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Common Tread

The 2015 Handbuilt Motorcycle Show: How Revival Cycles is shaking up Austin’s East Side

Apr 17, 2015

Alan Stulberg, of Revival Cycles, sat with his wife, Jenna, on a display crate like a king and queen holding court. In this case “court” happens to be the Second Annual Handbuilt Show in Austin, Texas.

Alan is currently explaining to me how he met his friend and business partner, Revival’s head engineer, Stefan Hertel. Alan was friends with Stefan's aunt and she wanted Alan to meet him when Stefan was passing through Texas.

After months of work and preparation, Alan and his wife, Jenna, take a second to enjoy the moment. Photo by Spurgeon Dunbar.

"I couldn’t have cared less," Alan said. "All I could think was, this guy is gonna come down here from cheese country all clean cut and corporate and I am gonna have to deal with him.”

Instead, Stefan rolled into town on a $700 dirtbike sporting a mohawk and a thirst for adventure.

“He was about to start an engineering grad program and decided to take off and ride this dirt bike to Guatemala or somewhere. I don’t know. All I know is that’s where this all started.”

By “this all” Alan is referring to Revival Cycles, their motorcycle shop located in Austin’s tattered and tattooed East Side. Revival is responsible for some of the best custom and restoration projects in the motorcycling community to date. They tackle anything from vintage Brough Superiors to modern BMWs and everything in between. They are also responsible for Austin’s Handbuilt Motorcycle Show.

Handbuilt transforms Austin's East 5th Street into a "Motorcycle Carnival" where all are welcome. Photo by Spurgeon Dunbar.

Held on the same weekend as the Red Bull Grand Prix of the Americas MotoGP round at the Circuit of the Americas, the show is a celebration of some of the best custom motorcycle builders in the game today. 2015 marks the second official show put on by Alan and Stefan with the help of sponsors like Moto Guzzi, Rev’It!, Circuit of the Americas, as well as many others.

“This isn’t just my show,” Alan said, “However, I am a designer by trade and I can be a huge pain in the ass if something doesn’t have a look that I find aesthetically appealing. Stefan has a huge hand in this. All of our team at Revival has their hands in this. From the builders, to the guests, to the sponsors, this is our vision of what a motorcycle show should look like.”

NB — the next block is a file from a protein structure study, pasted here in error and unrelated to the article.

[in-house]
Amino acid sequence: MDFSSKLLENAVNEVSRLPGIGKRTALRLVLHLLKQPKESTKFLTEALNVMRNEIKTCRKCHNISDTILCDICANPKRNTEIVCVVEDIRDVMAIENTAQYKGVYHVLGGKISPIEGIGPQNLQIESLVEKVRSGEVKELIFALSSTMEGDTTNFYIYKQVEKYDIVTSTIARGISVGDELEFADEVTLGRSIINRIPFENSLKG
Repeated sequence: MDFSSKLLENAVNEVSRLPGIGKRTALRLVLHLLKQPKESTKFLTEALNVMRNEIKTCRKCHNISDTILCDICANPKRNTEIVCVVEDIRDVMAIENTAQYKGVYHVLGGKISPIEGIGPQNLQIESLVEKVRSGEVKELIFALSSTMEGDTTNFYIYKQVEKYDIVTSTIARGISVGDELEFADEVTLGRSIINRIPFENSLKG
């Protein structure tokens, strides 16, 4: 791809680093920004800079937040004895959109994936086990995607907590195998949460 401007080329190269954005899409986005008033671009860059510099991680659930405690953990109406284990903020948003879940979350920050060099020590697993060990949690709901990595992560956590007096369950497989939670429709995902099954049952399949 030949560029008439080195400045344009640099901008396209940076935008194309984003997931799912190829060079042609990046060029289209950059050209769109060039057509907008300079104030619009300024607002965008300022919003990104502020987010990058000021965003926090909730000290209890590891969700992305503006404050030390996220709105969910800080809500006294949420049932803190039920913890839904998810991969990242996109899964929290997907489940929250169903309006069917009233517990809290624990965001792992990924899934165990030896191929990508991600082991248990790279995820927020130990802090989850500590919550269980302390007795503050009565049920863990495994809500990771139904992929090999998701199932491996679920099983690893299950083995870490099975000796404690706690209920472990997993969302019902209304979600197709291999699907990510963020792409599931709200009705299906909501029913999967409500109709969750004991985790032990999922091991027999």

From where I was sitting, it looked good.

Getting them started young. Photo by Spurgeon Dunbar.

Kids were wandering around striking poses in front of bikes while parents snapped photographs. Builders fired up bikes on the floor without hesitation; exhausts cracking eardrums and shaking the rafters. Baby Boomers mingled with 20-somethings, passing on life’s lessons to a new generation of riders. There were just as many polo shirts tucked into khakis as there were sleeve tattoos poking out of well-worn plaid work shirts. And there was no shortage of alcohol flowing from multiple bars.

From the beginning, Revival set out to create a show that was inclusive as opposed to exclusive. They wanted to create a show where builders of all types could display their work, and motorcyclists and non-motorcyclists alike could come and appreciate their efforts. They wanted to create something that could bring the motorcycling community together while leaving the door open in an effort to welcome curious outsiders into our weird and wonderful world.

The sense of family and community was evident everywhere you turned. Photo by Spurgeon Dunbar.

I struck up a conversation with a young couple in their early 30s after I accidentally backed into them, causing the woman to spill her drink. After I apologized profusely and offered to buy them both another round, we got to talking about the show.

“We don’t know anything about motorcycles,” the woman confessed, “We were just looking for something different to do on a Saturday night and this show offered us a nice change from the norm.”

It’s clear in talking with Alan that this was intentional. To him, Handbuilt is more than just a motorcycle show. Rather, it is a way to give back to his home and the community he loves.

The overall vibe was very comfortable and relaxed. Most felt right at home. Photo by Spurgeon Dunbar.

“I was born in Houston, but Austin is my home. I love this place,” he said looking out over the crowd. “I want Revival to be more than just a motorcycle shop, I want it to be part of what’s happening in East Austin. Handbuilt is part of that”

The tone of the Handbuilt Show is more akin to a street fair than a motorcycle show. You can stop in, drink a beer, mingle with friends, check out artwork, talk to the builders, walk around with your kids, or simply sit outside and watch the array of bikes that pull up and park out front. There is no cover charge and you are greeted by hosts eager to help point you in the right direction.

Photography and artwork lined the walls, completing the aesthetic of the entire event. Photo by Spurgeon Dunbar.

By holding the event as the same weekend as MotoGP in Austin, Revival has ensured an eclectic crowd. From racers, to industry insiders, to celebrities, to that couple living down the block who simply want to see what all the fuss is about, Handbuilt welcomes all with open arms. This is what stuck with me more than any particular bike in the show. It’s about the people.

It’s a place where you can have a beer with Alan Stulberg and listen to him tell stories of getting smoked on the track by Roland Sands while testing the new BMW S 1000 RR.

“I’ll get him next year,” he said with a grin. “Just wait until next year.”

I already can’t wait until next year.